The head of the federal department that oversees Medicaid said she offered to send experts to Maine to help Gov. Paul LePage cut state spending within federal limits, but LePage has not responded to the offer.
Secretary of Health and Human Services Kathleen Sebelius said Wednesday during a Senate Finance Committee hearing that she talked to LePage within the last two weeks about Maine’s effort to grapple with Medicaid costs. In Maine, Medicaid is called MaineCare.
Her comments came in response to a question from Sen. Olympia Snowe, R-Maine, a committee member, who asked Sebelius what states like Maine could do to cut Medicaid costs while continuing to serve those who are eligible. Federal health care law requires that state maintain current benefits in many cases.
Sebelius said she told LePage what type of changes the state is allowed to make immediately, including tighter eligibility for parents enrolled in the health insurance program. That change was included in the budget cuts approved Thursday by the Legislature. Sebelius also said she offered to send a team of HHS officials to look at Maine’s other choices, an offer she has also made to other states.
LePage has proposed about $37 million in reduced MaineCare coverage starting in July that would require special permission from Sebelius. Federal law limits such waivers to states that are experimenting with alternative coverage options, however.
Sebelius said that her department “did not have a lot of paper from the governor about what exactly” the proposal was, but committed to doing whatever it could to look at immediate changes in areas where it had administrative flexibility and “look at ways that hopefully we could help reduce the costs in categories where we don’t have a lot of flexibility.”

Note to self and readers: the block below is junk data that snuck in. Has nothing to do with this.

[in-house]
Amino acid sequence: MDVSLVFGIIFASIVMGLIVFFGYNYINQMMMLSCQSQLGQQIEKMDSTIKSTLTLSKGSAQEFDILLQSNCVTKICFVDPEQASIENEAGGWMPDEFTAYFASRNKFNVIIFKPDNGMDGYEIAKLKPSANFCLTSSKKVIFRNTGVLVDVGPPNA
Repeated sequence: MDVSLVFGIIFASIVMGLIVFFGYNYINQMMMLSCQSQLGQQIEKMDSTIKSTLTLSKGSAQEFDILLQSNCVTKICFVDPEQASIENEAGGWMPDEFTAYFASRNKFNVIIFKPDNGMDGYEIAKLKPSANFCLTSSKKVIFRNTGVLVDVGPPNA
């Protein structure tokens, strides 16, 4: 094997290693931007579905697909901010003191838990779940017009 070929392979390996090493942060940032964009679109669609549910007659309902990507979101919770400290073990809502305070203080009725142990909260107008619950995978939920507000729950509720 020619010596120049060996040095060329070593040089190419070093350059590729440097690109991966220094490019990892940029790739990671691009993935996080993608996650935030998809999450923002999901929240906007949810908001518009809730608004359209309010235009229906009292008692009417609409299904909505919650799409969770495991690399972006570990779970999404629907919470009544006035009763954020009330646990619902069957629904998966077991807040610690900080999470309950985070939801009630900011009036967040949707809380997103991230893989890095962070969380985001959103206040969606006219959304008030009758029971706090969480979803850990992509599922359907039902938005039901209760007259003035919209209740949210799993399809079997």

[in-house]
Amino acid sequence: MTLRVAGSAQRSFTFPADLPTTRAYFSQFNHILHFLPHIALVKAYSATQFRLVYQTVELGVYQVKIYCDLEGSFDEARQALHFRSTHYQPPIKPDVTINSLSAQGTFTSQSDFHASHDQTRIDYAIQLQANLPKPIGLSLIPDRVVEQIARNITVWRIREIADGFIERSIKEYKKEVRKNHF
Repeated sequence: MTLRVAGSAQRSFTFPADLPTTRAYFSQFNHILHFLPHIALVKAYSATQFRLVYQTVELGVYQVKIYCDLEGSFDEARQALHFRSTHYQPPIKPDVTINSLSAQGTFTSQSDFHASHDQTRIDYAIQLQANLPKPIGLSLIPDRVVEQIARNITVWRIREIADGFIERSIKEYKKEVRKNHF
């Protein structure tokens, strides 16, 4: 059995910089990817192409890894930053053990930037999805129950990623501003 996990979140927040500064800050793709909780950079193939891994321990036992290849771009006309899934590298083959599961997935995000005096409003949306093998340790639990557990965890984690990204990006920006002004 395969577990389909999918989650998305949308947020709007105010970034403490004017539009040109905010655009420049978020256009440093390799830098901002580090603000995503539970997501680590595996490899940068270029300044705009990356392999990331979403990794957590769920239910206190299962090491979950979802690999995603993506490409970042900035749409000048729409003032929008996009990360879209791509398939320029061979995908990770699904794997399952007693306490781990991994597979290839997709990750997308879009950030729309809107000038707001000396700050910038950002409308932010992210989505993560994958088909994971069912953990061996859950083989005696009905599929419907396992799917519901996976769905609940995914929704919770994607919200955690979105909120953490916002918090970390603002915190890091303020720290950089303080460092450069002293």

“We’re waiting to get some responsiveness,” from LePage’s office, she said.
LePage was not available to comment on Sebelius’ offer Thursday. Adrienne Bennett, his spokeswoman, said that LePage called Sebelius to ask for greater flexibility with the budget. She did not say why LePage has not yet accepted Sebelius’ offer to send a team to Maine.
“Gov. LePage appreciates the secretary’s willingness to work with him and his administration in an effort to make Maine’s welfare programs affordable and sustainable,” Bennett said. “The governor will receive direction from the Legislature once the (2013) budget is passed and at that time the governor will be ready and willing to go to Washington.”
Sen. Dawn Hill, D-Cape Neddick, and a member of the budget-writing Appropriations Committee, said the governor should welcome the help.
“I think it would be poor judgment not to accept the offer. I imagine they would have great suggestions about cost containment and restructuring,” Hill said. “It seems to me that would have been a win-win.”
John Richardson — 620-7016